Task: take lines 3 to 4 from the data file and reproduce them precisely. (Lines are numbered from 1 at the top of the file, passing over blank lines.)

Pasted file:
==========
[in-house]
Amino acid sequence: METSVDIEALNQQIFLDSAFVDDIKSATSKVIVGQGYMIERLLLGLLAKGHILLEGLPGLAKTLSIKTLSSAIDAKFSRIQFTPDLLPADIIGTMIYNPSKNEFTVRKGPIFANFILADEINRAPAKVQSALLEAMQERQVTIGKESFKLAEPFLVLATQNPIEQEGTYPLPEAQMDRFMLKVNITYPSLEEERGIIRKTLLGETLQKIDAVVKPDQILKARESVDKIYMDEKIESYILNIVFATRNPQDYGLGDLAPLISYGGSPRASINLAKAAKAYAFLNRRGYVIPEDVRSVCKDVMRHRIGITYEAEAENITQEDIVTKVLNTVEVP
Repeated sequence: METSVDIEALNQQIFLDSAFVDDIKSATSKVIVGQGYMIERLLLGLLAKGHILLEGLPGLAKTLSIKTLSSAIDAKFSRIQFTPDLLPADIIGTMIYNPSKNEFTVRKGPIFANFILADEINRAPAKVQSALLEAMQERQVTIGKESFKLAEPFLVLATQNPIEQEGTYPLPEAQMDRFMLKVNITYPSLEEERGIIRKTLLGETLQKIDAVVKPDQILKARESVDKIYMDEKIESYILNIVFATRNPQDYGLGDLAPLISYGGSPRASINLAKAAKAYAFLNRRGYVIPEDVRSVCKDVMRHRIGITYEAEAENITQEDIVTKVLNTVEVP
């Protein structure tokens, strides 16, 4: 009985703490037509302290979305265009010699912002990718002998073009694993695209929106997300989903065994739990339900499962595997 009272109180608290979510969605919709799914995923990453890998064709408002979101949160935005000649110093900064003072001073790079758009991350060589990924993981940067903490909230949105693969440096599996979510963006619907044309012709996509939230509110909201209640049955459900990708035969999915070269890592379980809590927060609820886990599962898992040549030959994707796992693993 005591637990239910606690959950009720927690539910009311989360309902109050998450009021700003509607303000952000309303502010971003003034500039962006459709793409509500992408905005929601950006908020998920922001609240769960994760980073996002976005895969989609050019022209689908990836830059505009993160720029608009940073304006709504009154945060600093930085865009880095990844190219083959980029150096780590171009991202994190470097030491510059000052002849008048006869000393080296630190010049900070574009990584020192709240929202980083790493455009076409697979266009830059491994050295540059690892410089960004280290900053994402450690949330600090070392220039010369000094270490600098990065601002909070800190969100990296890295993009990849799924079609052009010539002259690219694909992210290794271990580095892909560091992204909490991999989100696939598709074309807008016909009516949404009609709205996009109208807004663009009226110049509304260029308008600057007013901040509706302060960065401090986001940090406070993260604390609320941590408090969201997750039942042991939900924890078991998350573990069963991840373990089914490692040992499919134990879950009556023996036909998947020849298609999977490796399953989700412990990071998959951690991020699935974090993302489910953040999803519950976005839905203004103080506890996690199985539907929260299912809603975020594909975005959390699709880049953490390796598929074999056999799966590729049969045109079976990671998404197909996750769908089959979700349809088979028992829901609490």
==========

Repeated sequence: METSVDIEALNQQIFLDSAFVDDIKSATSKVIVGQGYMIERLLLGLLAKGHILLEGLPGLAKTLSIKTLSSAIDAKFSRIQFTPDLLPADIIGTMIYNPSKNEFTVRKGPIFANFILADEINRAPAKVQSALLEAMQERQVTIGKESFKLAEPFLVLATQNPIEQEGTYPLPEAQMDRFMLKVNITYPSLEEERGIIRKTLLGETLQKIDAVVKPDQILKARESVDKIYMDEKIESYILNIVFATRNPQDYGLGDLAPLISYGGSPRASINLAKAAKAYAFLNRRGYVIPEDVRSVCKDVMRHRIGITYEAEAENITQEDIVTKVLNTVEVP
């Protein structure tokens, strides 16, 4: 009985703490037509302290979305265009010699912002990718002998073009694993695209929106997300989903065994739990339900499962595997 009272109180608290979510969605919709799914995923990453890998064709408002979101949160935005000649110093900064003072001073790079758009991350060589990924993981940067903490909230949105693969440096599996979510963006619907044309012709996509939230509110909201209640049955459900990708035969999915070269890592379980809590927060609820886990599962898992040549030959994707796992693993 005591637990239910606690959950009720927690539910009311989360309902109050998450009021700003509607303000952000309303502010971003003034500039962006459709793409509500992408905005929601950006908020998920922001609240769960994760980073996002976005895969989609050019022209689908990836830059505009993160720029608009940073304006709504009154945060600093930085865009880095990844190219083959980029150096780590171009991202994190470097030491510059000052002849008048006869000393080296630190010049900070574009990584020192709240929202980083790493455009076409697979266009830059491994050295540059690892410089960004280290900053994402450690949330600090070392220039010369000094270490600098990065601002909070800190969100990296890295993009990849799924079609052009010539002259690219694909992210290794271990580095892909560091992204909490991999989100696939598709074309807008016909009516949404009609709205996009109208807004663009009226110049509304260029308008600057007013901040509706302060960065401090986001940090406070993260604390609320941590408090969201997750039942042991939900924890078991998350573990069963991840373990089914490692040992499919134990879950009556023996036909998947020849298609999977490796399953989700412990990071998959951690991020699935974090993302489910953040999803519950976005839905203004103080506890996690199985539907929260299912809603975020594909975005959390699709880049953490390796598929074999056999799966590729049969045109079976990671998404197909996750769908089959979700349809088979028992829901609490």